Lucien Neuwirth (pictured), a one-time French resistance fighter who will be most remembered for challenging his own conservative party in the fight to legalise birth control, died in Paris on Monday at age 89.
Lucien Neuwirth fought for freedom as a member of the French resistance against Nazi occupation, but it was for his successful battle to legalise birth control in France that the “father of the pill”, as he was dubbed by many, will be most remembered.
Neuwirth died in Paris on Monday evening at the age of 89, his family told French media.
Born in the central city of Saint-Etienne on May 18, 1924 he joined the Free French Forces as a teenager and saw combat in World War II as a parachutist in Britain’s SAS.
In his autobiographical book "My War at age 16" he recounted his capture behind enemy lines in the Netherlands in 1945, and how he miracolously survived a Nazi firing squad when loose coins in his pocket stopped a bullet intended to kill him.
After the war he dedicated himself to politics. He become a member of General Charles De Gaulle’s RPR party and served as an MP and senator during a career that spanned more than four decades.
Although he belonged to the political right, he was an unconventional lawmaker whose contraception cause in conservative pre-1968 France earned him many enemies within his own camp.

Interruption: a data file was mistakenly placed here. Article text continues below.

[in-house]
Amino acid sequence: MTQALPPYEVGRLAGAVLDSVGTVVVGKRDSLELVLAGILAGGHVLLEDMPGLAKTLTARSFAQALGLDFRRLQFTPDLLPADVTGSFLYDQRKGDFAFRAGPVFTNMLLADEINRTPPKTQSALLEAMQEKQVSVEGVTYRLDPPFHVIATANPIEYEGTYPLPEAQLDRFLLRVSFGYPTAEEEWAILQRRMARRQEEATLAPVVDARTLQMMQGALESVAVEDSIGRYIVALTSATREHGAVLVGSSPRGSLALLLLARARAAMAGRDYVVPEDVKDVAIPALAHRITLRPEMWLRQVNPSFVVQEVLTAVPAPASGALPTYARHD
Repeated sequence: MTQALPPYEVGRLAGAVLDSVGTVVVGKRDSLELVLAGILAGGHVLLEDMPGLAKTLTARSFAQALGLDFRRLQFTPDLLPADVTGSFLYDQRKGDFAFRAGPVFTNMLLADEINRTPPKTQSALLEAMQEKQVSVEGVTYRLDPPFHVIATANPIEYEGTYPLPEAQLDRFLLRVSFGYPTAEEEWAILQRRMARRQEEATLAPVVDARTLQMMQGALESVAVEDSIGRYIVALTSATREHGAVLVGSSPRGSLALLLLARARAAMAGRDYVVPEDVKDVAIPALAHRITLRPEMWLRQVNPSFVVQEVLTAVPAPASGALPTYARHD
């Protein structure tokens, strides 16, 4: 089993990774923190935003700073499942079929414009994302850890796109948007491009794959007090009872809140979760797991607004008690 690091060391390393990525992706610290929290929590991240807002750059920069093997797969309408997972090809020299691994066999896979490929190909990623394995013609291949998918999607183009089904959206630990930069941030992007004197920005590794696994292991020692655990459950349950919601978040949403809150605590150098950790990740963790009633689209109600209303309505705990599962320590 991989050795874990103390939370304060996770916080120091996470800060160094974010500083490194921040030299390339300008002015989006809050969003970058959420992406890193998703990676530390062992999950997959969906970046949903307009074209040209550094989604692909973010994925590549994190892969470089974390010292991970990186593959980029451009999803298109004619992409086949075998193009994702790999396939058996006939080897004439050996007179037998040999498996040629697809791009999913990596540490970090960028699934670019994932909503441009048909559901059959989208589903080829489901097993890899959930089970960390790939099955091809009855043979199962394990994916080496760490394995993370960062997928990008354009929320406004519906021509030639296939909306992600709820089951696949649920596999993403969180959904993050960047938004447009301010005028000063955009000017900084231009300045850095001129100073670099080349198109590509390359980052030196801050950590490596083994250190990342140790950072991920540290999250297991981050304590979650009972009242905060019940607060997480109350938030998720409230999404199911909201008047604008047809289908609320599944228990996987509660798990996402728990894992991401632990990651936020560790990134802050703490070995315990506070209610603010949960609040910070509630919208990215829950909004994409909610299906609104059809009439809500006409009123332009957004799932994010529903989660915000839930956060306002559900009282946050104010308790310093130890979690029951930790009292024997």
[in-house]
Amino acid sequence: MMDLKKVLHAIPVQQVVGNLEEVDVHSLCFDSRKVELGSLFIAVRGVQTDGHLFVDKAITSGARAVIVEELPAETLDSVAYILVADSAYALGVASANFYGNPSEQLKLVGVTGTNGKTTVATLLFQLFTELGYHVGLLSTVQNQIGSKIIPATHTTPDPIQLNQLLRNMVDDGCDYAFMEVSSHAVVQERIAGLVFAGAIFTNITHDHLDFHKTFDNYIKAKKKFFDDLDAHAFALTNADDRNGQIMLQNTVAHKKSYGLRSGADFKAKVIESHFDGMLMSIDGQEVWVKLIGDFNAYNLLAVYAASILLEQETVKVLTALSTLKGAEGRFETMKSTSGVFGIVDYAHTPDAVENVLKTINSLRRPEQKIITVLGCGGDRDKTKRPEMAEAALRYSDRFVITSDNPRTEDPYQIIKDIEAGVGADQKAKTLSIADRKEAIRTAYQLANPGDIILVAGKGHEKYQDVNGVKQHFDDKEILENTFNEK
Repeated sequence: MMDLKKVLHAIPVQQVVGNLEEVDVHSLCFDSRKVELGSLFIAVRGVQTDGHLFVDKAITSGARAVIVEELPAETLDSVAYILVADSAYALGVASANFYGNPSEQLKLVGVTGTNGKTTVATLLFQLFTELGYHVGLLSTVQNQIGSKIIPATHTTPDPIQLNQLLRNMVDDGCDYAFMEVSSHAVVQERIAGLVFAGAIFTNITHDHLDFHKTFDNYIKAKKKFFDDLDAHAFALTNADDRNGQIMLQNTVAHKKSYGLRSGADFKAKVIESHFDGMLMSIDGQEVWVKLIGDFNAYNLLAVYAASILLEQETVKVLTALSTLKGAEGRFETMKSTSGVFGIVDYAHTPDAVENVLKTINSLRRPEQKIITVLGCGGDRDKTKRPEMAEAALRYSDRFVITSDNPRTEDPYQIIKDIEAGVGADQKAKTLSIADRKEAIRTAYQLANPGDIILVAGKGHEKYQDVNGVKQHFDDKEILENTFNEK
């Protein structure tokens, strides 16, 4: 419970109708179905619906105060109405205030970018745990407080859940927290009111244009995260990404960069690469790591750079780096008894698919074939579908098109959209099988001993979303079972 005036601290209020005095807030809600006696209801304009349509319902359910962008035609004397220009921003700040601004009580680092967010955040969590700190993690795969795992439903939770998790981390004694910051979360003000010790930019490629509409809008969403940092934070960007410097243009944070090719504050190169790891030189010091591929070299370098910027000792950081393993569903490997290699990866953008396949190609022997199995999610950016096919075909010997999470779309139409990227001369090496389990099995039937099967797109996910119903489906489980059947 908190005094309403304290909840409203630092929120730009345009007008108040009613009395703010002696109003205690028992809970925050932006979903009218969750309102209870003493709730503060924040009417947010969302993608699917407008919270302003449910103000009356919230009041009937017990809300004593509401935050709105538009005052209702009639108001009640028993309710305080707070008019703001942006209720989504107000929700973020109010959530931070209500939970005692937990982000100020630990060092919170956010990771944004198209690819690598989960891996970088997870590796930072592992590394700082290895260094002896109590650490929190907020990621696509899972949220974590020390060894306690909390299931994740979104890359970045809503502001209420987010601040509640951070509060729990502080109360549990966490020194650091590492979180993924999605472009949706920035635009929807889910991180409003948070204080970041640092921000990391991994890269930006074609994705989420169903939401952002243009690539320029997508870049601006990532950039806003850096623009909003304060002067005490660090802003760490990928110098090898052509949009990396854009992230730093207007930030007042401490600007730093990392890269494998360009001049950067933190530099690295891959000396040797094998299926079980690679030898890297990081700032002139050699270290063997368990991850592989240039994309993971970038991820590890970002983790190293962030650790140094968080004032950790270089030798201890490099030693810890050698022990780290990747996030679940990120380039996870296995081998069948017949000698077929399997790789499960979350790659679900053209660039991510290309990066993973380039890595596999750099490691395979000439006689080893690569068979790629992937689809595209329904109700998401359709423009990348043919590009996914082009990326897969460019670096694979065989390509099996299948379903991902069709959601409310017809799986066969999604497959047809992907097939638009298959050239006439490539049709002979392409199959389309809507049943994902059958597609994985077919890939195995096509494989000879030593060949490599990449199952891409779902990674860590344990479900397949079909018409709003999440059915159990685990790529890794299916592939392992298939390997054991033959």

Winning over De Gaulle
Neuwirth first came across the pill in London, where he and other French soldiers in the SAS were stationed. However, he became convinced of its importance as a deputy mayor of his native town, where he ran local social services.
Any form of contraception had been outlawed in France since 1920.
The key to victory in his personal battle at the National Assembly years later was winning over then-president De Gaulle – known to encourage high birth rate policies – to his side.
The lawmaker secured a private lunch with the then-president at the Elysée Palace in 1966, during which he reportedly told his host: “You gave women the right to vote. Give them now the right to control their own fertility.”
De Gaulle is said to have answered: “You’re right. Giving life is important. It must be a lucid act. Continue what you’re doing.”
The bill he drafted allowing free use of birth control, the oral contraceptive pill in particular, was approved by France’s parliament in December 1967, drawing public scorn from many, including De Gaulle’s own wife.
Hero for all
Asked about the political risks he took to push the law forward, Neuwirth said in a 1981 interview: “For me, men and women are equal,” recalling the women who fought and died at his side as part of the French resistance.
Ovations for Neuwirth poured forth Tuesday from both sides of the political spectrum on news of his death.
President François Hollande, a Socialist, said Neuwirth had bravely “overcome all conservatism, to open a new era in women's empowerment.”
Jean-François Copé, leader of the conservative UMP party said the late lawmaker, would be “remembered as one of those who best accompanied the profound changes in French society throughout the 20th century. ”
Date created : 2013-11-26